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FEATURE | fall 2006

Take the Initiative
A feminist guide to ballot measures that will impact women's lives

This November 7, more than 100 state ballot initiatives will offer stark choices to voters across the country. Citizens will decide whether to ban abortion, raise the minimum wage, prevent same-sex marriage, allow stem-cell research and maintain affirmative action programs—just to name a few critical issues. These particular ones will have a direct impact on women’s lives. The initiative process is a long-standing political tradition in the U.S. In fact, ballot measures in several states gave women the right to vote prior to the ratification of the 19th Amendment in 1920. The general process is similar in the 24 states that allow initiatives: A person or group has an idea, writes a piece of legislation with a lawyer’s assistance, approves the language with the secretary of state and gathers a required number of signatures from voters to qualify for the ballot. Initiative campaigns can be quite expensive—over $398 million was spent in 2004 on 59 ballot measures—so these days measures are more often proposed by corporate or other special interests than by regular Janes. The direct democracy of the initiative process makes it a crucial testing ground for new political ideas. To give this year’s ideas a grade, read up on the initiatives summarized below—then get out in your state and vote.

Initiative topics:

Minimum wage
Reproductive rights *with additional web-exclusive coverage
Stem-cell research
Gay marriage
Affirmative action *with additional web-exclusive coverage


Minimum Wage

Measures to increase the minimum wage and index future increases to inflation are on the ballot in Arizona, Colorado, Missouri, Montana, Nevada and Ohio. The federal government hasn’t raised the minimum wage for nearly a decade (see “The Sin of Wages,” page 59), so the only real movement on the issue has been in 22 states and the District of Columbia, all of which now have minimums higher than the $5.15 federal standard. The majority of U.S. minimum-wage workers aren’t teenagers, contrary to popular belief: They’re adult women, nearly one-third of whom have children.


Reproductive Rights

High on every feminist’s radar is the current initiative in South Dakota to overturn the abortion bill signed into law this year. The bill outraged women across the country by including no exceptions for rape, incest and a woman’s health, and for its transparent challenge to Roe v. Wade (see “Showdown on the Plains,” page 34). But two other states’ initiatives also threaten women’s right to abortion: Oregon and California voters will consider laws requiring parental notification before teenage girls can obtain an abortion. The California contest, a rerun of last year’s losing Prop. 73 campaign, is financially supported by a publisher of Catholic newspapers, James Holman.

Additional web-exclusive coverage:

California voters going to the polls on November 7 will be confronted with yet another attempt by abortion opponents to require parental notification for young women under the age of 18 to have an abortion. Proposition 85 is almost identical to Proposition 73, which failed to pass just last year by a vote of 53 to 47 percent.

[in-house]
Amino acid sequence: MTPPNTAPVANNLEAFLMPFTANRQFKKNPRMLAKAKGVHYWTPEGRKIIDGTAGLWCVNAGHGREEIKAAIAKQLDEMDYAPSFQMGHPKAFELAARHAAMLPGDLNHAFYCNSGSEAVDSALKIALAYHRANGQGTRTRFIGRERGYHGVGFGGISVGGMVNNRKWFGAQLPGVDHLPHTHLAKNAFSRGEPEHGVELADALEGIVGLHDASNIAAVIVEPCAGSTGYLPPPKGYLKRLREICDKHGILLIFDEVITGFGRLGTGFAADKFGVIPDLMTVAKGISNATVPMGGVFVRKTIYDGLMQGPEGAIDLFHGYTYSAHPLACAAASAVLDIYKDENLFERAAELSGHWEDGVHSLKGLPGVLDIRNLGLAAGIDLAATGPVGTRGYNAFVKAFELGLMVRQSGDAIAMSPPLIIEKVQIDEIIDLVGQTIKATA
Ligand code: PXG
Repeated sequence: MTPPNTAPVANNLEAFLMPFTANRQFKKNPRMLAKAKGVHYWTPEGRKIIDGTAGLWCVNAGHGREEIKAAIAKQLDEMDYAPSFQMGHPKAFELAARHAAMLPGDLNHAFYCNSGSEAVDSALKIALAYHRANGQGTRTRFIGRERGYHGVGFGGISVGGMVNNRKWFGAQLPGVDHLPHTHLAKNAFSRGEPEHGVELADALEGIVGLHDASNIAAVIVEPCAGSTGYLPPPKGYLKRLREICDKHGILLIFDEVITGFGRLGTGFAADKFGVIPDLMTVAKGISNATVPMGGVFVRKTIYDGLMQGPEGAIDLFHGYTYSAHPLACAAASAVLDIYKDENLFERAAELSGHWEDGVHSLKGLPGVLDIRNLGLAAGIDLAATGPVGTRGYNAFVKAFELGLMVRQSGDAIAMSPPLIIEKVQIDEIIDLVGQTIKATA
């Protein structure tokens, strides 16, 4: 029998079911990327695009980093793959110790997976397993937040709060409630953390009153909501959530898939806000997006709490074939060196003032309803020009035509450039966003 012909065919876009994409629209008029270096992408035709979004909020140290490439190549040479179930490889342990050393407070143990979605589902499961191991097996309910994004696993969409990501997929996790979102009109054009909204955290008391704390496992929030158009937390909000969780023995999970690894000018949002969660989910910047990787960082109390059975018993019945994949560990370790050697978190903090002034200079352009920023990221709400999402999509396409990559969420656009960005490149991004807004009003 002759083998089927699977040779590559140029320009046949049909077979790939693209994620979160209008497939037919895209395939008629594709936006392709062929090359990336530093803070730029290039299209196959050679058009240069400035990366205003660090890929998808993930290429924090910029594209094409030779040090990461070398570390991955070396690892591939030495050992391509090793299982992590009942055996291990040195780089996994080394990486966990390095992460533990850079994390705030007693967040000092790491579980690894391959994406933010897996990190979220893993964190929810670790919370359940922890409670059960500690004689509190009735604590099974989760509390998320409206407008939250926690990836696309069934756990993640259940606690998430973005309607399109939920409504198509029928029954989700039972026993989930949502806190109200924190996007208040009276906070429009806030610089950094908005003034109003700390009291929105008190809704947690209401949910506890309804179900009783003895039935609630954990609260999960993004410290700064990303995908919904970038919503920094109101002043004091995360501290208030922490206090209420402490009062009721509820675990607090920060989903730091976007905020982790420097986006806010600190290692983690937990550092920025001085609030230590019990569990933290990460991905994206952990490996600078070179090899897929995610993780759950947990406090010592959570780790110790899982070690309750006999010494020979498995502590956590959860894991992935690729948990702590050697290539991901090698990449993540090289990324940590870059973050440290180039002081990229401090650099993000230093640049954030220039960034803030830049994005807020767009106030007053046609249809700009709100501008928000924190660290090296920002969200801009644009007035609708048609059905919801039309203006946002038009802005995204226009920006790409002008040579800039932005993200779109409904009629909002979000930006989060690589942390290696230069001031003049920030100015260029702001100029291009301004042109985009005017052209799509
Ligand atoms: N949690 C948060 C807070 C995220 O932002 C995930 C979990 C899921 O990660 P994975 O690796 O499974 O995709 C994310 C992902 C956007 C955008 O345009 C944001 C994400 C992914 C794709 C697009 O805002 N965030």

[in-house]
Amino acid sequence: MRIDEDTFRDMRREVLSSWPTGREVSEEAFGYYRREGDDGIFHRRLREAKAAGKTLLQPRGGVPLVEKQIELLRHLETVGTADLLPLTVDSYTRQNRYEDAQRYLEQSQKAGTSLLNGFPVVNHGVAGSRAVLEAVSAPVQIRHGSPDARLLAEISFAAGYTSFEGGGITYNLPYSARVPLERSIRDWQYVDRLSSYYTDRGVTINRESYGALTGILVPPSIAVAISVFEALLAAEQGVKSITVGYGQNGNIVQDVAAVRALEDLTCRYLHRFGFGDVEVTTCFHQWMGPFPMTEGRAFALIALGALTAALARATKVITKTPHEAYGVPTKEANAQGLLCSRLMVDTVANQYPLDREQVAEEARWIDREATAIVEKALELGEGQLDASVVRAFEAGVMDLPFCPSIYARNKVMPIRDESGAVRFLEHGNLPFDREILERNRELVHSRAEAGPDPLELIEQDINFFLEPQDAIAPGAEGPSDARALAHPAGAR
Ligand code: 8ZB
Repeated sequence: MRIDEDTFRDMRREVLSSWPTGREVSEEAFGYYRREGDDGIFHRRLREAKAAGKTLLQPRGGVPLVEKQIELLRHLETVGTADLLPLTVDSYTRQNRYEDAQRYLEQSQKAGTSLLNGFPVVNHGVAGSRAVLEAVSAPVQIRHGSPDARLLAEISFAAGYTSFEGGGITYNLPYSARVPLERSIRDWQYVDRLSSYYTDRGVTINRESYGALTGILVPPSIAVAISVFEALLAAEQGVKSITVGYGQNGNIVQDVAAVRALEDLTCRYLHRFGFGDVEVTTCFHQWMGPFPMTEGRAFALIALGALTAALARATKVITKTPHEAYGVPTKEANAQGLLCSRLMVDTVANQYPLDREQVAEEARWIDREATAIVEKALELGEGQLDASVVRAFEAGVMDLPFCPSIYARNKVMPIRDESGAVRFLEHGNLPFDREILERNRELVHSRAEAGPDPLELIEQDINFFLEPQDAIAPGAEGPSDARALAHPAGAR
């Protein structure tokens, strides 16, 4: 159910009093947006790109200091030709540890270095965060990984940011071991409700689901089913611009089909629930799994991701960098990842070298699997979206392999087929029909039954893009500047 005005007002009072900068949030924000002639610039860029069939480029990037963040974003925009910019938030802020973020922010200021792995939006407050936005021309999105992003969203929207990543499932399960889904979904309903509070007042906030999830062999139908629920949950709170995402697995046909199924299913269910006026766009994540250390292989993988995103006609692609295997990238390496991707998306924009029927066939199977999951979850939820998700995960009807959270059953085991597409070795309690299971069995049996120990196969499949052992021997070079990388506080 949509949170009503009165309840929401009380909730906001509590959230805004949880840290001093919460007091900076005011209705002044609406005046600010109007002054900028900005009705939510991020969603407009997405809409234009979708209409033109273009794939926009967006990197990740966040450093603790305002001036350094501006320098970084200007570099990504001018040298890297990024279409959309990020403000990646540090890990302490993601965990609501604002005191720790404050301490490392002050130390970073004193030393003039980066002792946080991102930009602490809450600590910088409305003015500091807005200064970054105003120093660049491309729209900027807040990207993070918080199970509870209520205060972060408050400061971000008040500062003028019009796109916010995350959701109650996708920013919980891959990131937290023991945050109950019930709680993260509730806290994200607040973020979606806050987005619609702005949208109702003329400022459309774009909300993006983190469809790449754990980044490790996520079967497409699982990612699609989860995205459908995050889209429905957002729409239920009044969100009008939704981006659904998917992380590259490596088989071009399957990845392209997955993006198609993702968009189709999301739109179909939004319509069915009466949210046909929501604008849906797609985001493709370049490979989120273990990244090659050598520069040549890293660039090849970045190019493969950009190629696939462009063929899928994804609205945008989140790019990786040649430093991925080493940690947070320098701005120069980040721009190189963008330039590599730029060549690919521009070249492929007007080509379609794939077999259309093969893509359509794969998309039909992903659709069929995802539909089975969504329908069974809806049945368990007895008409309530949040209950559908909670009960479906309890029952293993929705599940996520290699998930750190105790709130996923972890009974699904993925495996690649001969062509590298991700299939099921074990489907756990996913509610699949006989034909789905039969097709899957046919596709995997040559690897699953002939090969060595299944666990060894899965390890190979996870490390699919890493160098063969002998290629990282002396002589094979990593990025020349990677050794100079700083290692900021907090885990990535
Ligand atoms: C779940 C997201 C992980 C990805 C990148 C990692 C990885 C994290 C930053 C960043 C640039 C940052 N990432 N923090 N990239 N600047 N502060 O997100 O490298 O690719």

If passed, the "Parents Right to Know and Child Protection Act" would amend the California Constitution to require that a parent or legal guardian of a young woman under the age of 18 be notified 48 hours before she can legally have an abortion. Failure to comply can lead to civil suits for damages and the suspension or loss of medical license of the person performing the abortion.

The notification requirement can be waived by a judge if it is decided it is not in the best interest of the young woman to inform her parent or guardian of her intention to have an abortion. There is an exception for a medical emergency, but no exceptions for rape or incest are included in the proposal.

In reality, laws mandating notification have the same effect as laws requiring parental consent for a young woman to have an abortion. According to the Center for Reproductive Rights (CRR), most young women voluntarily involve their parents in their decision to have an abortion. Young women who do not tell their parents often have good reasons for staying quiet. For these young women, "in most instances, mandatory notification poses as much of a danger as mandatory consent," according to CRR. In states where these laws have passed, desperate young women often risk their health and their lives with unsafe or illegal abortions in order to avoid telling their parents.

The November 7 ballot in Oregon will include Measure 43 which would require that a physician send a certified letter - with at least 48 hours notice - to the parent of a young woman 15, 16 or 17 years old who is seeking an abortion. Under existing Oregon law, minors 14 years or younger are already required to obtain parental permission for medical treatment. Under this measure, doctors must also obtain, and keep in their files, a copy of a picture ID of the parent. Non-compliance with the notification requirements can result in civil lawsuits by parents and even loss of medical licenses.

The only alternative to the parental notification is for the young woman to seek a hearing by an Administrative Law Judge from the Oregon Department of Human Services. Administrative Law Judges are not even required to be lawyers and have no special training to hear these appeals.

A similar parental notification measure was defeated by Oregon voters in 1990 by a vote of 52 to 48 percent, and the legislature also failed to pass a bill with similar provisions in 2005.


Stem-Cell Research